During his stay at Pacific Garden Ministry, Scroggins became sick enough that he needed to spend some time in the hospital; he had no idea that he would receive the blessing of permanent housing while he was there. "While I was sick in the hospital, I met my first case manager, and she told me if I worked with her she could find me a place. She eventually found my apartment for me, and I've been here ever since."
Scroggins was ultimately housed through Samaritan Supportive Housing, a housing program supported by the Center for Housing and Health. Programs like Samaritan Supportive Housing understand that stable housing is vital for overall health, reducing medical emergencies that result in ER visits and hospital stays. Scroggins is a testament to this housing-first model.
"[JM] motivates me; she reminds me that I've gotta keep on trying."
Scroggins has lived in his new home for years now, and he credits his permanent housing with allowing him to quit using drugs and drinking alcohol. "I kicked drugs when I came here. I'm through, man. I got tired of beating myself up." Scroggins remembers friends who overdosed on drugs, noting, "It was crazy back then. You can only do so much to yourself."
In July 2015, Scroggins became the first client of Access to Care, AFC's in-home substance use counseling program. Scroggins' Access to Care counselor, JM (abbreviated to preserve confidentiality), says the program is unique because "the clients are not mandated to treatment — they get to decide if they want to engage in care."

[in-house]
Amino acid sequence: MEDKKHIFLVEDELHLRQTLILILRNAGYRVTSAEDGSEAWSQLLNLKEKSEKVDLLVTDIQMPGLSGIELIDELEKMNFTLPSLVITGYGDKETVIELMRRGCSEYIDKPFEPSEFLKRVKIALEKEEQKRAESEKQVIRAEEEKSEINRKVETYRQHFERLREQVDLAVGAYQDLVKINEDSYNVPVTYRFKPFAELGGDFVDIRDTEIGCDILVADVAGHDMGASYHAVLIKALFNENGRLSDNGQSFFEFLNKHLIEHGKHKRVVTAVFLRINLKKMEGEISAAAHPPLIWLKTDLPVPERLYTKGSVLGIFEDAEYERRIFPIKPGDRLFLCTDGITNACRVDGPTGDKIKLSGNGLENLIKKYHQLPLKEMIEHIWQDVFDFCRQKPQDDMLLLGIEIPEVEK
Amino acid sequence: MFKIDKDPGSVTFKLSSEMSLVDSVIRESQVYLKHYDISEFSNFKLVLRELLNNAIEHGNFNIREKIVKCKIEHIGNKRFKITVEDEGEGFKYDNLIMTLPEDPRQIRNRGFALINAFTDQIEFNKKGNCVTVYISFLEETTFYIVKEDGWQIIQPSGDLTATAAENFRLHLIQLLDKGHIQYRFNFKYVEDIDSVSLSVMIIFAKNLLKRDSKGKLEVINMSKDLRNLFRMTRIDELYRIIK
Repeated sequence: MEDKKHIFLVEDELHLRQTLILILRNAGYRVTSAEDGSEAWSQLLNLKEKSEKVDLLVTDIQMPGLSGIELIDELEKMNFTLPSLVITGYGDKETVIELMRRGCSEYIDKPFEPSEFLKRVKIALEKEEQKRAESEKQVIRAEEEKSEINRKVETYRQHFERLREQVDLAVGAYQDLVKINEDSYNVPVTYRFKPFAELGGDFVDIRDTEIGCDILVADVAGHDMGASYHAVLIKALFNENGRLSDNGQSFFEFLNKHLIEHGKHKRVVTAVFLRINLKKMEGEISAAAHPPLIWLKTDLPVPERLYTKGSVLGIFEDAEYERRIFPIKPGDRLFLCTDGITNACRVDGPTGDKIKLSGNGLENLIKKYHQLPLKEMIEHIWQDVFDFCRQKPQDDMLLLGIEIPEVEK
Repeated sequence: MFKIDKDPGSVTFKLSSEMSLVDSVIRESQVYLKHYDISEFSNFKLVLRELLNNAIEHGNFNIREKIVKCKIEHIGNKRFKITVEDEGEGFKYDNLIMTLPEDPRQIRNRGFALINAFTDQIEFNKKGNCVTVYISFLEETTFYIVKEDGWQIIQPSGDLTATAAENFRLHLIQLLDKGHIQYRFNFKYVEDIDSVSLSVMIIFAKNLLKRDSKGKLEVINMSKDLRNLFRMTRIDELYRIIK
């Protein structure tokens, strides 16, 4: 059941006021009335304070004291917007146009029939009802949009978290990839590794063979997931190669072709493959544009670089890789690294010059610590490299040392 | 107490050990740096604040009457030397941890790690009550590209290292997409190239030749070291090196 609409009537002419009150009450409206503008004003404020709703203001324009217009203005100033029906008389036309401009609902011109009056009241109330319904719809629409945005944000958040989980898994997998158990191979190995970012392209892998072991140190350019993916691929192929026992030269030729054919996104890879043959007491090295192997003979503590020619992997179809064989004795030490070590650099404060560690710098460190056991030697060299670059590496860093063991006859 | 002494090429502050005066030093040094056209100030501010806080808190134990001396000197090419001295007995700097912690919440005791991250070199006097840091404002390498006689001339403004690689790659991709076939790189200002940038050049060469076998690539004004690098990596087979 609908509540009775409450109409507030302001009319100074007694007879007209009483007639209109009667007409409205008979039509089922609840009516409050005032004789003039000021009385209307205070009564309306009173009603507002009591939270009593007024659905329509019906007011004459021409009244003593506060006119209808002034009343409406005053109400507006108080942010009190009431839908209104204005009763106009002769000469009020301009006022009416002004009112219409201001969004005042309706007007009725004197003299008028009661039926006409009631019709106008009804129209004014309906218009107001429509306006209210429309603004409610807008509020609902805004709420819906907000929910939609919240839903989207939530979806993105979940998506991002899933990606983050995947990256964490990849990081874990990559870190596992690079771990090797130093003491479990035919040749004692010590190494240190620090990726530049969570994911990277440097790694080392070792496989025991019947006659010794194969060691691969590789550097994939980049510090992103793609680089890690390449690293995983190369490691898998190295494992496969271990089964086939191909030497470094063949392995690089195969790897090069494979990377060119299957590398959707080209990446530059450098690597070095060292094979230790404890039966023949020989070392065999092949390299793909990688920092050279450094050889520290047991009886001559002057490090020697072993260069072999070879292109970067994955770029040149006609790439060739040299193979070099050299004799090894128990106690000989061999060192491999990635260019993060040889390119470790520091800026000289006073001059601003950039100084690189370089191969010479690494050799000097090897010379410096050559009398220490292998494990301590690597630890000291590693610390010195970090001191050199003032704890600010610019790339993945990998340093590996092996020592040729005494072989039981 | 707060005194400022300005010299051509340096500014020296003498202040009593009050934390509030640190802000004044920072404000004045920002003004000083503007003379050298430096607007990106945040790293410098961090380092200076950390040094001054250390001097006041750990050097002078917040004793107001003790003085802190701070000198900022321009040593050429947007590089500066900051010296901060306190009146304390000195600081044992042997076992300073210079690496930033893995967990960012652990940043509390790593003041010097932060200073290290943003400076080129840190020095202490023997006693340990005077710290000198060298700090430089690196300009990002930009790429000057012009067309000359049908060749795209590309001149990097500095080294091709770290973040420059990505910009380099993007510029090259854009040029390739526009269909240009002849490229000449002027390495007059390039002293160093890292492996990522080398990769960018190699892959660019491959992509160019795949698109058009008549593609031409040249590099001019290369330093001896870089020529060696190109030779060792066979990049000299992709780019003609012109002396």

Scroggins appreciates his monthly sessions with JM, and when they meet, they talk about his past experiences. These conversations have helped Scroggins understand that he used drugs and alcohol as a way to numb a lot of the pain his childhood caused. JM thinks highly of Scroggins, saying, "George has begun to realize that the person he can be if he drinks is not who he wants to be. He has made great strides to become a better, more self-aware person."
Luckily, Scroggins thinks just as highly of JM, creating a highly beneficial relationship. "[JM] motivates me, tells me that I have to keep on going. At one time, I was about to give up, just say forget it. I know a lot of people who just said forget it. But she tells me, 'You can't give up, George.'"
Today, Scroggins feels blessed. He meanders through his small apartment, showing off each room and the furniture that fills it, seemingly breathing in color and life from the space he has spent years creating. "I'm 60 years old, and I'm glad that I'm 60 years old. I still thank the Lord every time I get up in the morning. I'm gonna keep walking until I can't walk no more. Like I said, I ain't a quitter."